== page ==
So why should we be surprised that he acts immature?

I want everyone to think "what was the dumbest thing I ever did in my life?" There's a good chance you were about 18-22 years old. Almost everyone engages in dumb, selfish, idiotic, practically life-threatening behavior when he is 19 or 20 years old.

His brain is not the same as it will be by age 25. I'm not joking about concussions, but pointing out that his brain is not fully developed.

http://teenbrain.drugfree.org/science/behavior.html

The parts of the adolescent brain which develop first are those which control physical coordination, emotion and motivation. However, the part of the brain which controls reasoning and impulses - known as the Prefrontal Cortex - is near the front of the brain and, therefore, develops last. This part of the brain does not fully mature until the age of 25.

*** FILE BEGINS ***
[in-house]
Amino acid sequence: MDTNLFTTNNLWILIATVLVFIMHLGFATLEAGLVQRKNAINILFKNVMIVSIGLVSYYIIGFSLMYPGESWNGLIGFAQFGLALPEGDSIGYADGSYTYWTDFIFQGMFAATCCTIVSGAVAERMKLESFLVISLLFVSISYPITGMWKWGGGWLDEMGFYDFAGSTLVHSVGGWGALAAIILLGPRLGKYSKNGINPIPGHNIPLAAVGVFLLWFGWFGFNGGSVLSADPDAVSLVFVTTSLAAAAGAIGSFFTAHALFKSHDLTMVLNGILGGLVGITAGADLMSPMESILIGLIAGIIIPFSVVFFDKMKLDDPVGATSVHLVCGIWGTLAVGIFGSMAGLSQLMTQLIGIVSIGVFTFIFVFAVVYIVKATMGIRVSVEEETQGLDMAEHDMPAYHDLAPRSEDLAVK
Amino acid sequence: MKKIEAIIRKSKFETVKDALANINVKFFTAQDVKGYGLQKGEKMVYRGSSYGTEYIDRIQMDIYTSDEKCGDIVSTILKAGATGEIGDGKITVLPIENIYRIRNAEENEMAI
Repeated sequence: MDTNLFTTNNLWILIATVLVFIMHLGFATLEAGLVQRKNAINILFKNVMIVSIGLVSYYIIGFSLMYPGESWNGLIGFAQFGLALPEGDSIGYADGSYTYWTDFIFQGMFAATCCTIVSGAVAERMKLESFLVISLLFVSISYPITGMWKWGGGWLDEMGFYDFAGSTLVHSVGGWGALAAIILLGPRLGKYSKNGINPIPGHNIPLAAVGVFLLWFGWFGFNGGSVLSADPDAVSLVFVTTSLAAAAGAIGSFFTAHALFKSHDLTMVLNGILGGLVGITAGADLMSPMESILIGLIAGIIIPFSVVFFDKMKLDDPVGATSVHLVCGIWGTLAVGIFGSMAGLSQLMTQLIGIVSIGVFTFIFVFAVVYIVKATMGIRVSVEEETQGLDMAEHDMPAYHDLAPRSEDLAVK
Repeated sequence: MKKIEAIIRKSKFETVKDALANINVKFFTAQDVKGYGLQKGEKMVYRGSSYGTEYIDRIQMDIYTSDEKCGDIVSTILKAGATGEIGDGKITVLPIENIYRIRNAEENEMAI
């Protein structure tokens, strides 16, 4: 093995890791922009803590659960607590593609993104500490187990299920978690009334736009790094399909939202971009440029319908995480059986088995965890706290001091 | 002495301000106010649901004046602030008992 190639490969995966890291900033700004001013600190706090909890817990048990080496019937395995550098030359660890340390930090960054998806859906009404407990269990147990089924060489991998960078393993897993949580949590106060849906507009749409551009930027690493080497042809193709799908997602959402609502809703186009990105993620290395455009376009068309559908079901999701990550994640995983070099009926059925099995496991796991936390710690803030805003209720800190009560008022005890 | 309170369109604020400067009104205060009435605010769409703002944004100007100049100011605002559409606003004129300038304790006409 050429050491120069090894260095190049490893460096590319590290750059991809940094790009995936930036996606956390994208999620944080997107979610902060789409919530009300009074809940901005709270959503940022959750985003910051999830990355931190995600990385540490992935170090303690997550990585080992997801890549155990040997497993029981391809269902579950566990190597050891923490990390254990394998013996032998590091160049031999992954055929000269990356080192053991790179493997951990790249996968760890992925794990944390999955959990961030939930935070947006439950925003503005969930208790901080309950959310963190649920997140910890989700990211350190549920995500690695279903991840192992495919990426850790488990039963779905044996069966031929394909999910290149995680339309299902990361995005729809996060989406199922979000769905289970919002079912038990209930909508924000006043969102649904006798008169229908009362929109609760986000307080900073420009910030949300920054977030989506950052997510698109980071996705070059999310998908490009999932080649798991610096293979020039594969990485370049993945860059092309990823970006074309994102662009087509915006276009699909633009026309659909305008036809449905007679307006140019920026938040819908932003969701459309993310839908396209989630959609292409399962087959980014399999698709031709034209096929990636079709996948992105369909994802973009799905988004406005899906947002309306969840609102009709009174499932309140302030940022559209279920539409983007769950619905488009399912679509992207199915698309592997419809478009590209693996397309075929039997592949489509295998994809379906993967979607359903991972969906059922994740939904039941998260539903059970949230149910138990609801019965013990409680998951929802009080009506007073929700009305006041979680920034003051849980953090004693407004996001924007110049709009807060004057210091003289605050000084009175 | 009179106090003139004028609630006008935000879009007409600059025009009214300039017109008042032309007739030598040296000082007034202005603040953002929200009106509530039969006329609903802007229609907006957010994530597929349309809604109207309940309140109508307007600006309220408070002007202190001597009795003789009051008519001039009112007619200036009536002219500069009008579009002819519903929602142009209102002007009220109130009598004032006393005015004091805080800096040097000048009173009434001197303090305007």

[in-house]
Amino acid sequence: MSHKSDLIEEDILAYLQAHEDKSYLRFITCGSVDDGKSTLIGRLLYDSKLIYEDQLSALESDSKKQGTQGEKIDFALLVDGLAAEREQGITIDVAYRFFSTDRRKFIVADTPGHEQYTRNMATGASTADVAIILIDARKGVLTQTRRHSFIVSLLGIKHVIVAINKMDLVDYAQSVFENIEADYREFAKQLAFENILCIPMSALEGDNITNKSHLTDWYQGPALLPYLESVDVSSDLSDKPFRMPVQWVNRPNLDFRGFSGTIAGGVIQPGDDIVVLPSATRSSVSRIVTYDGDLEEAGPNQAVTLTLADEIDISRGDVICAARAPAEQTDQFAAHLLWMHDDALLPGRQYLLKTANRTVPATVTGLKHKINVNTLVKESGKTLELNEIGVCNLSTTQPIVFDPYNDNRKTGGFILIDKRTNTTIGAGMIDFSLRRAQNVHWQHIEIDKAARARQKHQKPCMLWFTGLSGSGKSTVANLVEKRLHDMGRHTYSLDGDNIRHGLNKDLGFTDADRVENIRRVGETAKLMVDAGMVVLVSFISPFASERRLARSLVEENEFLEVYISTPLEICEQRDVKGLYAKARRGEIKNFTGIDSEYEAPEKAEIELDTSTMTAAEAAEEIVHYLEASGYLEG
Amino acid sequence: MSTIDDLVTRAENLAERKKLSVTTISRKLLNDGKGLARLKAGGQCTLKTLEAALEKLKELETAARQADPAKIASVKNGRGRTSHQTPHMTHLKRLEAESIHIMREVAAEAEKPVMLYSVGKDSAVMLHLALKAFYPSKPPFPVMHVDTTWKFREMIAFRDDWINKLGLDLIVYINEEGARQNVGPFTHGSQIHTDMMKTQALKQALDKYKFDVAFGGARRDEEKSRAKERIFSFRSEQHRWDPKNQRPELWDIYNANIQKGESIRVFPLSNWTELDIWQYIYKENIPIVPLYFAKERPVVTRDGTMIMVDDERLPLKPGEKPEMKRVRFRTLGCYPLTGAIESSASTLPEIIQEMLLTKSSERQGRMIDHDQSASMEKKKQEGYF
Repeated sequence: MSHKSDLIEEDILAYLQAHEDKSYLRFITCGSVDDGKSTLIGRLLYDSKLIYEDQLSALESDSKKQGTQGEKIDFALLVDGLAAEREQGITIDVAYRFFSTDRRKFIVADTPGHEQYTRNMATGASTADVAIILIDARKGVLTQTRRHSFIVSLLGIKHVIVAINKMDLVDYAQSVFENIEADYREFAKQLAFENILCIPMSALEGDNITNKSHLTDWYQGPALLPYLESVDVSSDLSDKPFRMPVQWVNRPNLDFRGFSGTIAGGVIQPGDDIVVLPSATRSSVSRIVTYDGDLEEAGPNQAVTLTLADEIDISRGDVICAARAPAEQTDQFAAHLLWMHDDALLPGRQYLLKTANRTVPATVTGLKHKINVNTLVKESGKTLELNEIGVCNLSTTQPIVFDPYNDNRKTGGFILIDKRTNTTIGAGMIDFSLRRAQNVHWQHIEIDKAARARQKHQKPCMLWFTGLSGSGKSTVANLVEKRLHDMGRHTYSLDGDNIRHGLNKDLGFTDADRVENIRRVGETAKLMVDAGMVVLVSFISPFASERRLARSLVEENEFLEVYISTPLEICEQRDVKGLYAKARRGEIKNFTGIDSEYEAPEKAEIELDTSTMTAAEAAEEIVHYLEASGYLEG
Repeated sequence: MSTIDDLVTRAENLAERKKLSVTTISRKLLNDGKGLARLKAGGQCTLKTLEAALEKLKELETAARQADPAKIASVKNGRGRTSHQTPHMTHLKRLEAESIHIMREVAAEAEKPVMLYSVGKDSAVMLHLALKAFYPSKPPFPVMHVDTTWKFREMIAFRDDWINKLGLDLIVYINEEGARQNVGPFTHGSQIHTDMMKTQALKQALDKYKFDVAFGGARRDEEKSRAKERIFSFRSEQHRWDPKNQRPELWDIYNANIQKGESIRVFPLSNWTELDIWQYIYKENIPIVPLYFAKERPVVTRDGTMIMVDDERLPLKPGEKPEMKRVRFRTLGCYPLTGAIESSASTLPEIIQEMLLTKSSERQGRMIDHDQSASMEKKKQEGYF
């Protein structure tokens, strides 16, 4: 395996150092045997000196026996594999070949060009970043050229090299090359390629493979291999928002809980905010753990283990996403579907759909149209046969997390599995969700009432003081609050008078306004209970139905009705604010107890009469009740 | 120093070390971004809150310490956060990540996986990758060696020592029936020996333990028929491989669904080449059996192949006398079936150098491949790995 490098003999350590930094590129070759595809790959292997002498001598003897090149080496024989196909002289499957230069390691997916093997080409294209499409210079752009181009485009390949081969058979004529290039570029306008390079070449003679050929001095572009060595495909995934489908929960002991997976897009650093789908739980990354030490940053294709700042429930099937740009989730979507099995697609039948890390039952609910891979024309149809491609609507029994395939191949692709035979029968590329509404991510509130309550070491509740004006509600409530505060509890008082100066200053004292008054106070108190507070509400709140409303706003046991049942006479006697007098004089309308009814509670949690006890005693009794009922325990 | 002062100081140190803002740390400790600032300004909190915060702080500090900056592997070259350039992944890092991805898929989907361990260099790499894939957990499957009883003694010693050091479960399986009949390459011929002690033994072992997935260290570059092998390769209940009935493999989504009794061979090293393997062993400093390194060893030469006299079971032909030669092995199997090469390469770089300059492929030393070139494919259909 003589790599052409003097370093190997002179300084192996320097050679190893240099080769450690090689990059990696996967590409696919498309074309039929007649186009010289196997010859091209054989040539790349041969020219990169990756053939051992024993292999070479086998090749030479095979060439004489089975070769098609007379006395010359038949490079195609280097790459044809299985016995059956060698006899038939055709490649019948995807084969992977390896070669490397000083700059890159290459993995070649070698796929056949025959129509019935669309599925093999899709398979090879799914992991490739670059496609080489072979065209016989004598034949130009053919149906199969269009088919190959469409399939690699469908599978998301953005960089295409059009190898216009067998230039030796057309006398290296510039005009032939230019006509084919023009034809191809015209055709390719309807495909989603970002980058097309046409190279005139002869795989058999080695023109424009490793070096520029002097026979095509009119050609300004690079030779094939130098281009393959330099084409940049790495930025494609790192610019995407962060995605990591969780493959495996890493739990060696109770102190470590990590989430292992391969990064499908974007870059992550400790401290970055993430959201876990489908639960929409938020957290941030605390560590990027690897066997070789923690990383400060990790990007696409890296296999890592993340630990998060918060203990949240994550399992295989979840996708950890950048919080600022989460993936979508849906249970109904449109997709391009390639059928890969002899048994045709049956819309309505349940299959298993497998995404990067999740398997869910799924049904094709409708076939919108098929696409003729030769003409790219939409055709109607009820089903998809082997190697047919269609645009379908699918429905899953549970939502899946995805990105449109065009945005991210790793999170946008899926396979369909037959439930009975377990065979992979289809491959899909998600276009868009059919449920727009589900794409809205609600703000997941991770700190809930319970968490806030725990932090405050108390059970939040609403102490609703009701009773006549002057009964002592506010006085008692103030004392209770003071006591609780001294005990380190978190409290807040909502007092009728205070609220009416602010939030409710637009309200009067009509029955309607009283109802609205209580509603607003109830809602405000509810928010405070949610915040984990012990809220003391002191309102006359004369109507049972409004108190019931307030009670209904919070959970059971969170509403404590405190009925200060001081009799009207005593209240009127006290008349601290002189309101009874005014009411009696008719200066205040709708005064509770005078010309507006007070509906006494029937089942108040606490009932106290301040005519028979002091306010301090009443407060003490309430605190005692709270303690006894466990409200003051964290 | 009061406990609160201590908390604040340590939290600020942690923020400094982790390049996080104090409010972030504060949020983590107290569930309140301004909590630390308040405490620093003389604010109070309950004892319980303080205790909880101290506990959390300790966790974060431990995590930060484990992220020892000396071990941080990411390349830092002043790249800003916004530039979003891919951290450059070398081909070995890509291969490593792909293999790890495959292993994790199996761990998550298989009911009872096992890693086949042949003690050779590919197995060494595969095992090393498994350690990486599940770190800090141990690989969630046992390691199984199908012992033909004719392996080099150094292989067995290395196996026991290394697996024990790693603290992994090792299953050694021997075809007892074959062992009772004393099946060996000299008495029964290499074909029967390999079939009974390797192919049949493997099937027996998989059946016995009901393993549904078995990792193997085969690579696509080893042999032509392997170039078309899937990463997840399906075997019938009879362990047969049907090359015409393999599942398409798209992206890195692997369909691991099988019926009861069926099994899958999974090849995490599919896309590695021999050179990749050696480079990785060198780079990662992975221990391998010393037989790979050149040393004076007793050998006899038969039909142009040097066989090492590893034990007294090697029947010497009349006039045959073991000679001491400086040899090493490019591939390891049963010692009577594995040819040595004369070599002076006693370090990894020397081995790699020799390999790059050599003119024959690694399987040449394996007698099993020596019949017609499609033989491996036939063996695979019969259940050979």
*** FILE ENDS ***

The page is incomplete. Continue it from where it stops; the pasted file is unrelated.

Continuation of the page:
Edited by karmarooster

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Why should this be against NCAA rules? The NCAA can make billions off these guys, but they can not sell their autograph. Now I do understand that being that it is against the rules he should not have done it since it can impact his playing status and shows questionable decision making yet again. The NCAA rules are ridiculous to begin with and their double standards know no limits.

That's not the point. He knows the rules and he broke them, allegedly. He doesn't seem to care about anyone or anything but himself. He doesn't even seem to care about his team or football in general.

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Why should this be against NCAA rules? The NCAA can make billions off these guys, but they can not sell their autograph. Now I do understand that being that it is against the rules he should not have done it since it can impact his playing status and shows questionable decision making yet again. The NCAA rules are ridiculous to begin with and their double standards know no limits.